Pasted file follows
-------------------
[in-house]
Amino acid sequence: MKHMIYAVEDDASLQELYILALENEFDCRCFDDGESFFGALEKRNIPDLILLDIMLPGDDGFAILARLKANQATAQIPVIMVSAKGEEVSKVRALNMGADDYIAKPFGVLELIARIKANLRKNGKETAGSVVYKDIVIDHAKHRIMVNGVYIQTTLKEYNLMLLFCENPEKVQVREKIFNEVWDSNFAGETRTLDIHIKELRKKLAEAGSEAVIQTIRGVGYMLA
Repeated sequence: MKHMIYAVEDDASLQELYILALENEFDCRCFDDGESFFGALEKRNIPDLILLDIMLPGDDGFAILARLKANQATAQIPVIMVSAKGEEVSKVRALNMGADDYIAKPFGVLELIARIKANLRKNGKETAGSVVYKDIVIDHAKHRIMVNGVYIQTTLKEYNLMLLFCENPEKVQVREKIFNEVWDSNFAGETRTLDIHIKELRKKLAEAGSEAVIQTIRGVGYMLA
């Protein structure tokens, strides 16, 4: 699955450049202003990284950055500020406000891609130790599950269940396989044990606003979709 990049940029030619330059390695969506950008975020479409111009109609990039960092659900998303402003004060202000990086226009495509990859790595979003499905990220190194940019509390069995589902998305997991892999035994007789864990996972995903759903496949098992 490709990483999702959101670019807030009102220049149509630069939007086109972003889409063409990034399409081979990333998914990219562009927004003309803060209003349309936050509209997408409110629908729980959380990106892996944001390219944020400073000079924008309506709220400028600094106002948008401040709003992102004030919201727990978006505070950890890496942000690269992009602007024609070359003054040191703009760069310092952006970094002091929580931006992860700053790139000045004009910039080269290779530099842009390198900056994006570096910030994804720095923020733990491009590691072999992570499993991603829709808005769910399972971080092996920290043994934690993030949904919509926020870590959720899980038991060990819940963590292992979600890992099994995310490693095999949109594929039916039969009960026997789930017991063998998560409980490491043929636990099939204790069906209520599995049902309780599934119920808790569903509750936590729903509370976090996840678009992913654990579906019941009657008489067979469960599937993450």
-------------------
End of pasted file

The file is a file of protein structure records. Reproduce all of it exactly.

[in-house]
Amino acid sequence: MKHMIYAVEDDASLQELYILALENEFDCRCFDDGESFFGALEKRNIPDLILLDIMLPGDDGFAILARLKANQATAQIPVIMVSAKGEEVSKVRALNMGADDYIAKPFGVLELIARIKANLRKNGKETAGSVVYKDIVIDHAKHRIMVNGVYIQTTLKEYNLMLLFCENPEKVQVREKIFNEVWDSNFAGETRTLDIHIKELRKKLAEAGSEAVIQTIRGVGYMLA
Repeated sequence: MKHMIYAVEDDASLQELYILALENEFDCRCFDDGESFFGALEKRNIPDLILLDIMLPGDDGFAILARLKANQATAQIPVIMVSAKGEEVSKVRALNMGADDYIAKPFGVLELIARIKANLRKNGKETAGSVVYKDIVIDHAKHRIMVNGVYIQTTLKEYNLMLLFCENPEKVQVREKIFNEVWDSNFAGETRTLDIHIKELRKKLAEAGSEAVIQTIRGVGYMLA
């Protein structure tokens, strides 16, 4: 699955450049202003990284950055500020406000891609130790599950269940396989044990606003979709 990049940029030619330059390695969506950008975020479409111009109609990039960092659900998303402003004060202000990086226009495509990859790595979003499905990220190194940019509390069995589902998305997991892999035994007789864990996972995903759903496949098992 490709990483999702959101670019807030009102220049149509630069939007086109972003889409063409990034399409081979990333998914990219562009927004003309803060209003349309936050509209997408409110629908729980959380990106892996944001390219944020400073000079924008309506709220400028600094106002948008401040709003992102004030919201727990978006505070950890890496942000690269992009602007024609070359003054040191703009760069310092952006970094002091929580931006992860700053790139000045004009910039080269290779530099842009390198900056994006570096910030994804720095923020733990491009590691072999992570499993991603829709808005769910399972971080092996920290043994934690993030949904919509926020870590959720899980038991060990819940963590292992979600890992099994995310490693095999949109594929039916039969009960026997789930017991063998998560409980490491043929636990099939204790069906209520599995049902309780599934119920808790569903509750936590729903509370976090996840678009992913654990579906019941009657008489067979469960599937993450």